Macau’s Legislative Assembly (AL) has passed the government’s 2020 budget amendment bill, the first budget falling back on the special administrative region’s sizeable financial reserves.
Lawmakers unanimously passed the proposed budget in its first reading in a plenary session on Thursday. The budget will now be reviewed in detail by one of the legislature’s standing committees before its second and final reading and vote.
It is the first time that an annual budget proposed by a Macau Special Administrative Region (MSAR) government falls back on the city’s financial reserves, which were formally set up in 2012. The MSAR was established in 1999.
The amended budget provides for lower receipts than in the original 2020 budget passed by lawmakers late last year. Some three-quarters of the government’s income comes from casino taxes and other dues paid by the cities’ six gaming operators, which pay 35 per cent of their gross gaming revenues as direct tax to the government. Another four per cent of the gross gaming revenues is paid into the public coffers for a wide range of social, cultural and other activities.
The amended budget bill expects a 50 per cent decline in the government’s income from direct gaming taxes due to the COVID-19 pandemic. Macau’s casinos were closed by government order for two weeks last month to stem the spread of the novel coronavirus. The original budget predicted the government’s income from direct gaming taxes to amount to MOP 260 billion (US$32.5 billion). The amended budget bill puts the figure at MOP 130 billion, a 50 per cent decrease.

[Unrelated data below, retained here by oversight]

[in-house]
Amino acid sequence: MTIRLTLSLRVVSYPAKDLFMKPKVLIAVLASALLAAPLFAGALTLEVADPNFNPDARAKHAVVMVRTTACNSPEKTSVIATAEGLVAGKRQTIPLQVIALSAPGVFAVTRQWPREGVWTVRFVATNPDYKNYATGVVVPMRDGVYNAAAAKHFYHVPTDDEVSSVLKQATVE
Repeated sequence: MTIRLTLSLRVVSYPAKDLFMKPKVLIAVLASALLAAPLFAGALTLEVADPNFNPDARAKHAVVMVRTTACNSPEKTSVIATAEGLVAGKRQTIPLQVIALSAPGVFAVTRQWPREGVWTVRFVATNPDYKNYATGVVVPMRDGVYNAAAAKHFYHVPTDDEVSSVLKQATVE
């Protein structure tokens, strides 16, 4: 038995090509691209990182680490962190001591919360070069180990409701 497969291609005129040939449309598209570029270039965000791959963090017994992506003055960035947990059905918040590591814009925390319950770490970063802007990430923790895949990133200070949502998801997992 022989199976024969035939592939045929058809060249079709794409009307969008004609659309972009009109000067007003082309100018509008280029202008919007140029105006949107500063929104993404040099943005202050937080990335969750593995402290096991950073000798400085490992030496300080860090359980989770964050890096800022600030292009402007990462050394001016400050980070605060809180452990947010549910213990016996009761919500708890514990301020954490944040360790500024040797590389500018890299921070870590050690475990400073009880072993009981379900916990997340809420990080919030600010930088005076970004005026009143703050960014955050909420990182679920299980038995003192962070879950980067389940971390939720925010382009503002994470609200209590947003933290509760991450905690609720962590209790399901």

The amended budget also provides for rising expenditure, namely due to the government’s string of measures to promote economic development and public infrastructure development in response to the COVID-19 crisis.
Consequently, the government has proposed to transfer MOP 38.9 billion from the MSAR’s financial reserves of MOP 577 billion to this year’s budget.
Secretary for Economy and Finance Lei Wai Nong, who presented the amended budget to the legislature, told lawmakers that the government was “ready for the worst” this year. Lei said the government expected Macau’s post-COVID-19 recovery to take time. Lei also said that the government was paying close attention to the plight of city’s small- and medium-sized enterprises (SMEs) that have been hit hard by the COVID-19 crisis.
The amended budget predicts receipts of MOP 111.8 billion, a decrease of 8.8 per cent from the original 2020 budget, while expenditure is planned to increase 10.2 per cent to MOP 110.9 billion.
The original 2020 budget was submitted to the legislature by Macau’s previous government headed by Chief Executive Chui Sai On in November. His successor, Ho Iat Seng, has been in office since December 20, 2019.